Guest blog by Dr Noreen Tehrani, Occupational Health Psychologist
Organisations face increasing uncertainty and challenges created by the devastating impact of the COVID-19 virus. Attention is now moving to the relaxation of lockdown restrictions, considering what this might look like and what they should be doing to prepare. Not surprisingly much of the attention has been on dealing with reducing the physical risks[i] including:
- Establish the maximum levels of workplace occupancy to maintain social distancing
- Inspect the working environment to identify and remove potential hygiene hazards
- Arrange a pre-return to work deep-clean of soft and hard surfaces and equipment
- Establish and maintain ongoing daily cleaning schedules with regular monitoring
- Define standards for personal and workstation/workplace health and hygiene
- Review food and drink preparation areas and facilities
- Provide masks, gloves and other protective clothing as appropriate to tasks performed
- Consider travel arrangements, staggered working hours and worker rotation
- Review Ill health reporting and health screening procedures
- Train, promote, monitor and review of standards and procedures
Whilst ensuring the physical safety of workers is essential, it is also important for management to spend time thinking about what should be considered in terms of the psychological wellbeing of the organisation and its workers. To assist leaders in the preparation the following guidance framework have been developed.
The COVID-19 virus has been catastrophic for many organisations and within the lives of its workers. Whilst many may wish to get on with life and put the disaster behind them, this is not the best approach as there is a need to recognise the magnitude of the losses experienced by the organisations and workers alike. It is recommended before the organisation starts operating senior management consider how they will acknowledge the losses experienced. This may include the death of colleagues, family members and friends but also the business losses such as those brought about by redundancy, loss of markets, sales outlets and opportunities. These losses may create increased symptoms of chronic traumatic stress leading to hyperarousal, avoidance and re-experiencing. If there is a group acknowledgement of the loss and pain, the sharing of these widely experienced feelings can provide a shared sense of belonging and comfort.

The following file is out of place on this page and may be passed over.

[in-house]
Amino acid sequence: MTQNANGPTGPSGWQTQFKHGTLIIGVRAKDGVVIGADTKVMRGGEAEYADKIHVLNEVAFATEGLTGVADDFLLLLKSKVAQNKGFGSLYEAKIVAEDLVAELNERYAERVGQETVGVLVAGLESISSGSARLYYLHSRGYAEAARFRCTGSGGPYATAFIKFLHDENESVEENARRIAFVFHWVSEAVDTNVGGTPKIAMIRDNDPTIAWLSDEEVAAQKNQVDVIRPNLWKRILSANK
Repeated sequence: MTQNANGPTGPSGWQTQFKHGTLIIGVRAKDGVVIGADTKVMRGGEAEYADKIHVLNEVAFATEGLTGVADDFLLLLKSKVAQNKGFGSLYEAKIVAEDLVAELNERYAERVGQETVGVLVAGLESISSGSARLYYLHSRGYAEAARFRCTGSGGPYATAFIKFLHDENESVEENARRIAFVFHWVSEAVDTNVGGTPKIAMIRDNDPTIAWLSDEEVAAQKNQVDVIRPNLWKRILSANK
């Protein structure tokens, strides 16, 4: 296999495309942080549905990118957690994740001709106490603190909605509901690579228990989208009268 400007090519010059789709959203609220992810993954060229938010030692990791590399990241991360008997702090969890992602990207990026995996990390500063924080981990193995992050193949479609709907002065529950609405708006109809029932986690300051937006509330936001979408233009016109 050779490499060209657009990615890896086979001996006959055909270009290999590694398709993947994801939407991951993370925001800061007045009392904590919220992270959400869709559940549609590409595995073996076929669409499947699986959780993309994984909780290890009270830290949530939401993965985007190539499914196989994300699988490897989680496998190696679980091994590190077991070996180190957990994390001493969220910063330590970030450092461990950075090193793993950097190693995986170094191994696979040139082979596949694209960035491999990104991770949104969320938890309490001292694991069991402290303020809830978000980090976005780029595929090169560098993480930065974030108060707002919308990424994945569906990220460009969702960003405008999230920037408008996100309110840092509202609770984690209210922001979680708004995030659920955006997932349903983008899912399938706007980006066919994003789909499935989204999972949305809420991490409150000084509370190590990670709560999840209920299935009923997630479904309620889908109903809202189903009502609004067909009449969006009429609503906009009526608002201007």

Signs of traumatised workers
Arousal: Being irritable, jumpy, over reacting and lacking concentration
Avoidance: Staying away from all reminders of what has happened
Re-experience: Dwelling on what has happened, unable to move on
Signs of traumatised organisations
Arousal: Being over-reactive to information, comments or suggestions
Avoidance: Failing to recognise or address real issues in the workplace (elephant in the room)
Re-experience: Repeating old responses to challenge, change and opportunity
The lockdown has given people time and space to consider other ways of being. Many have developed new skills and achieved greater freedom of expression. Some of these advances and changes will provide benefits to the organisation but may require a re-think of the practices and procedures of the past.
- Which changes in working practices and procedures have been beneficial?
- Which changes have been harmful?
- Thoughts and ideas for improvements
- New skills learnt
- Gaps in systems ways of working identified
A key to success lays in creating greater agility in the development of responses and communications designed to maintain a shared sense of common purpose.
- Feedback - a way of communicating with team members in a way that provides opportunities for positive and constructive growth.
- Stand-ups are short meetings to keep teams informed on progress made, current and intended activities, and any blocks.
- Showcases are opportunities to communicate to wider groups the steps a team or a group are taking and the achievements made.
- Retrospectives provide a forum for looking at what is going well, things that didn’t go well that might be improved.
Some team members may continue to struggle. It is important to identify those who may be disadvantaged or struggling where additional organisational or professional help and support is required[ii].
- Changes in mood, behaviour or engagement with others
- A fall in quality of work or increased accidents
- Appearing tired, jumpy or withdrawn
- Increased smoking and drinking
- Consistent late arrival or increase in sickness absence
Refresh and Renew
Having embraced and responded to the changes brought about by COVID-19 progress against key indicators of success should be undertaken, restarting the cycle to create a process with the aim of building an opportunity for post-COVID personal and organisational growth[iii].
Dr Noreen Tehrani is an Occupational Health Psychologist, she has worked with organisations in developing polices, procedures and interventions to protect workers exposed to trauma in their roles as police officers, firefighters, paramedics, teachers, social workers, humanitarian and others. She is internationally recognised as an author and researcher dealing with crisis, disasters and trauma.